You say that your more evolved friends ask, “Do you want my input?” or its equivalent. I wish my sweetie would ask like that. She doesn’t. When she simply tells me what I should do, because she’s trying to be helpful, without either of us asking for her input, I’ll admit I often don’t feel helped. I feel criticized.

    You say, “I envision my mate being someone who asks for and welcomes my input on his plans.” Asking for input is one thing. Welcoming unsolicited input is another. I know my ego can be fragile; I’m working to recognize the difference between helpful advice and criticism, even when they feel the same.

  2. Casey Dawes Avatar

    It’s taken me a long time to stop offering unsolicited advice to children and husbands. I still do it sometimes, but becoming a coach has taught me two important skills — deep listening and powerful questions. Questions are much less intimidating as long as they are thoughtful and not confrontational. If I feel I want to offer an insight, I can also ask, “May I offer a suggestion?” Then if the answer is “no” which it rarely is, I can offer it.

    And, frankly, I bristle when constantly offered “advice” as well!

  3. Ellen Avatar

    My life has become much more calm and peaceful since I’ve stopped giving advice. I’ve learned that my friends really just want to vent and have someone listen. Sometimes, if I am asked for my opinion or if I think a friend is about to jump off that bridge, I’ll state my opinion and no more. No pleading, no saying it again in a different way, no asking if they understood me, just nothing more. But then I think of the times when I made a mistake (like a bad marriage) and my friends only said they didn’t like the guy until I was divorcing. Would I have listened if they had spoken up early on? Still, I go for the peaceful way, just being a good listener. Some people don’t want to change what they’re doing and some people just want to have something to complain about. Not feeling responsible for having the right solution to others’ problems has been a huge relief!

    xo Ellen

  4. Bookyone Avatar

    Hi DG,

    IMHO a prospective life partner SHOULD be one’s best friend, as a deep and enduring friendship is the cornerstone of almost all lasting love relationships. Therefore, I don’t believe any subject should be off limits and that you shouldn’t have to handle a man with kid gloves in order to win his love and affection. Any man who needs to be handled so delicately in order to prop up his fragile ego is not a man I’d want anything to do with long term, either as a lover or a friend.

    Best wishes from bookyone 🙂

  5. Fred G Avatar
    Fred G

    Well- giving advice to friends… to my buddies – most of them feel it as a competitive thing by the recipient. To my female friends – seen as another well indended opinion. Quite a difference. Of course it is always offered with as much sensitivity in both cases. So I understand the frustration one experiences in giving friendly advice to a man they care about. Note that I would probably have the same problem if I were his friend and tried to advise him.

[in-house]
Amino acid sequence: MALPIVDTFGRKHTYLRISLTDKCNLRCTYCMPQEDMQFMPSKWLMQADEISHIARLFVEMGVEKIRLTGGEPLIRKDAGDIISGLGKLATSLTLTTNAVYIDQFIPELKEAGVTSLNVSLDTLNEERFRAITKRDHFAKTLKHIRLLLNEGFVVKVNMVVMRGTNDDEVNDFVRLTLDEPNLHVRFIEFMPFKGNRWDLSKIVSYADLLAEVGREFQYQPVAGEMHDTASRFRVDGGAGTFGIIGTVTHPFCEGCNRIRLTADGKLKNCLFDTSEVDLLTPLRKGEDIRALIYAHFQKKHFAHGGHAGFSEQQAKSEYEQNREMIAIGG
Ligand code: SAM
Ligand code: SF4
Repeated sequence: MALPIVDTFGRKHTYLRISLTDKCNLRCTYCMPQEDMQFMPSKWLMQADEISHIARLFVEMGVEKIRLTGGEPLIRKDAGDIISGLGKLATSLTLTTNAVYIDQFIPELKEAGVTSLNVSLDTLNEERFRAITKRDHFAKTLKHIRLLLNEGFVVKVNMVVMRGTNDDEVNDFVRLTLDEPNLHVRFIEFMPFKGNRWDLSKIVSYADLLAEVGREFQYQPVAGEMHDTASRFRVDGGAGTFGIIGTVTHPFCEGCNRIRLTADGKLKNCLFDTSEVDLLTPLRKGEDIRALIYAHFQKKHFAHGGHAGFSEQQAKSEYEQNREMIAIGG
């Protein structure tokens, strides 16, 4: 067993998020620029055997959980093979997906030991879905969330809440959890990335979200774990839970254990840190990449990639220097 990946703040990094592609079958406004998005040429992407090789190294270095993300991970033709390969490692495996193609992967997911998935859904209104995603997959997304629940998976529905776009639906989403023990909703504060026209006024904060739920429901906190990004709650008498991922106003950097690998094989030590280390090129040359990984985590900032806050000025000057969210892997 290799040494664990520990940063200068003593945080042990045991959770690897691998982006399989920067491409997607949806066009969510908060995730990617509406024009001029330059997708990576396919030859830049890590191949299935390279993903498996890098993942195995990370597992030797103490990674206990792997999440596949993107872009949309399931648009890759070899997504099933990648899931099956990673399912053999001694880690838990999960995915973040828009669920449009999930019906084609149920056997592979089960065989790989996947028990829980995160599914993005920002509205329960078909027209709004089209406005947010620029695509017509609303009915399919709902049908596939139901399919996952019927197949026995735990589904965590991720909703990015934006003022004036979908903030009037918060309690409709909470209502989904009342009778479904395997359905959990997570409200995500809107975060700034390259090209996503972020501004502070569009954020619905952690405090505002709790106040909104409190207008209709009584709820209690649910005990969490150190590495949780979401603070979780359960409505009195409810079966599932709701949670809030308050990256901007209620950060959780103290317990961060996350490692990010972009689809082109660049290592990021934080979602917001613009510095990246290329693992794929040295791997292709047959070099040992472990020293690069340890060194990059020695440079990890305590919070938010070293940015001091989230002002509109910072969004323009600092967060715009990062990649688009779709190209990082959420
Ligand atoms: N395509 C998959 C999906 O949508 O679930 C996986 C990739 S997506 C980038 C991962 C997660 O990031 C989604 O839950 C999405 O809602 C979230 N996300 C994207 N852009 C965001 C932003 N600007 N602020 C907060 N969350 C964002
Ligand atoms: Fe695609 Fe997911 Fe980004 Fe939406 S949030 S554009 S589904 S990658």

Some of us are more aware of our tendency and work to address this issue – with varying degrees of success.

    I have noticed (since I am older) that women who have raised sons usually have techniques that are more evolved in giving advice in the ways a friend should be able to.

  6. Deborah Avatar

    I don’t generally offer unsolicited advice to anyone, close friend or not, unless s/he is about to do something dangerous or completely irrevocable AND it seems they haven’t thought it through. If I’m going to give unsolicited advice, I’ll say something like “I don’t want to overstep my bounds, but I’m concerned about X.” If it’s a less serious issue, I might ask “can I offer a suggestion?” This attitude comes the realization that a) I don’t have the answers any more than anyone else does; and b) everyone has their own process for change. Even if you see a friend making the same mistake over and over again, your telling her she is making a mistake is likely to generate resentment, not change. I personally do not like getting unsolicited advice; I’m perfectly capable of asking for advice when I want it!

  7. Dating Goddess Avatar


    «I have noticed (since I am older) that women who have raised sons usually have techniques that are more evolved in giving advice in the ways a friend should be able to.»

    Perhaps you will share with us some of these more evolved techniques so we can learn to employ them with our adult male friends/lovers? I’m sure we’d all want to know how to share our suggestions positively.

  8. Guy Gets Girl Fan Avatar

    Nice post. I think friendship is important to any serious relationship. In fact, I think it’s like the foundation that everything else is built on.